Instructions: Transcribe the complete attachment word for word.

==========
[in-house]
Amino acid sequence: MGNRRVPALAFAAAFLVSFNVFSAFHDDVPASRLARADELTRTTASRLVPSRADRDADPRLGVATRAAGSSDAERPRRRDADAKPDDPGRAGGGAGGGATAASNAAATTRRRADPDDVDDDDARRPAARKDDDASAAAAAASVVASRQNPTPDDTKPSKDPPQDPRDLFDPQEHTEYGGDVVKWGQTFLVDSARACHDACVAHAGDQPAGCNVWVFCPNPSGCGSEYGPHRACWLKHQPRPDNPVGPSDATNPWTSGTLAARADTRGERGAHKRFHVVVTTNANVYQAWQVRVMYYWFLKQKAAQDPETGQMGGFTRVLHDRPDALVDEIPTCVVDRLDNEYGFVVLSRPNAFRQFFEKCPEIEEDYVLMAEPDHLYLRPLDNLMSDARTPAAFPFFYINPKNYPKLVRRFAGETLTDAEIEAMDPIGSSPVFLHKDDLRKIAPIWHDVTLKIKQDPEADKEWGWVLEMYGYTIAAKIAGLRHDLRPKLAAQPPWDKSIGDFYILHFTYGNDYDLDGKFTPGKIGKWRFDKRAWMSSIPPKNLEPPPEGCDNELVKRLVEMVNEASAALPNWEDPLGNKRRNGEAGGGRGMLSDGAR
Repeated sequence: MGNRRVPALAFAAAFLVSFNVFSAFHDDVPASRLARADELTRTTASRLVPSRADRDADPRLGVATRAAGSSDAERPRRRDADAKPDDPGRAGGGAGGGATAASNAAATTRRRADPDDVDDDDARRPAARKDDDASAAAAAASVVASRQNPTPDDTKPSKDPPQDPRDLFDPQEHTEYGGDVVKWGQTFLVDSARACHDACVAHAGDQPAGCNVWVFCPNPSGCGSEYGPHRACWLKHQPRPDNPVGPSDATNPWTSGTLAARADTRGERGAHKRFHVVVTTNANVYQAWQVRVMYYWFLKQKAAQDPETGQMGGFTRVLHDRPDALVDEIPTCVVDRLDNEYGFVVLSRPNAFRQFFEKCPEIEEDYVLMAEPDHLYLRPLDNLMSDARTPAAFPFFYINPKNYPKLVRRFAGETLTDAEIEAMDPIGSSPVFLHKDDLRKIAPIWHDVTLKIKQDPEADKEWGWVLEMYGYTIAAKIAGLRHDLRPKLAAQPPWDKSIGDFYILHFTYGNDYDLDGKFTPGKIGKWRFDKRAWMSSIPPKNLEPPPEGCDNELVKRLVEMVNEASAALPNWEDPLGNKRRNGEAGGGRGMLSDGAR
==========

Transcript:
[in-house]
Amino acid sequence: MGNRRVPALAFAAAFLVSFNVFSAFHDDVPASRLARADELTRTTASRLVPSRADRDADPRLGVATRAAGSSDAERPRRRDADAKPDDPGRAGGGAGGGATAASNAAATTRRRADPDDVDDDDARRPAARKDDDASAAAAAASVVASRQNPTPDDTKPSKDPPQDPRDLFDPQEHTEYGGDVVKWGQTFLVDSARACHDACVAHAGDQPAGCNVWVFCPNPSGCGSEYGPHRACWLKHQPRPDNPVGPSDATNPWTSGTLAARADTRGERGAHKRFHVVVTTNANVYQAWQVRVMYYWFLKQKAAQDPETGQMGGFTRVLHDRPDALVDEIPTCVVDRLDNEYGFVVLSRPNAFRQFFEKCPEIEEDYVLMAEPDHLYLRPLDNLMSDARTPAAFPFFYINPKNYPKLVRRFAGETLTDAEIEAMDPIGSSPVFLHKDDLRKIAPIWHDVTLKIKQDPEADKEWGWVLEMYGYTIAAKIAGLRHDLRPKLAAQPPWDKSIGDFYILHFTYGNDYDLDGKFTPGKIGKWRFDKRAWMSSIPPKNLEPPPEGCDNELVKRLVEMVNEASAALPNWEDPLGNKRRNGEAGGGRGMLSDGAR
Repeated sequence: MGNRRVPALAFAAAFLVSFNVFSAFHDDVPASRLARADELTRTTASRLVPSRADRDADPRLGVATRAAGSSDAERPRRRDADAKPDDPGRAGGGAGGGATAASNAAATTRRRADPDDVDDDDARRPAARKDDDASAAAAAASVVASRQNPTPDDTKPSKDPPQDPRDLFDPQEHTEYGGDVVKWGQTFLVDSARACHDACVAHAGDQPAGCNVWVFCPNPSGCGSEYGPHRACWLKHQPRPDNPVGPSDATNPWTSGTLAARADTRGERGAHKRFHVVVTTNANVYQAWQVRVMYYWFLKQKAAQDPETGQMGGFTRVLHDRPDALVDEIPTCVVDRLDNEYGFVVLSRPNAFRQFFEKCPEIEEDYVLMAEPDHLYLRPLDNLMSDARTPAAFPFFYINPKNYPKLVRRFAGETLTDAEIEAMDPIGSSPVFLHKDDLRKIAPIWHDVTLKIKQDPEADKEWGWVLEMYGYTIAAKIAGLRHDLRPKLAAQPPWDKSIGDFYILHFTYGNDYDLDGKFTPGKIGKWRFDKRAWMSSIPPKNLEPPPEGCDNELVKRLVEMVNEASAALPNWEDPLGNKRRNGEAGGGRGMLSDGAR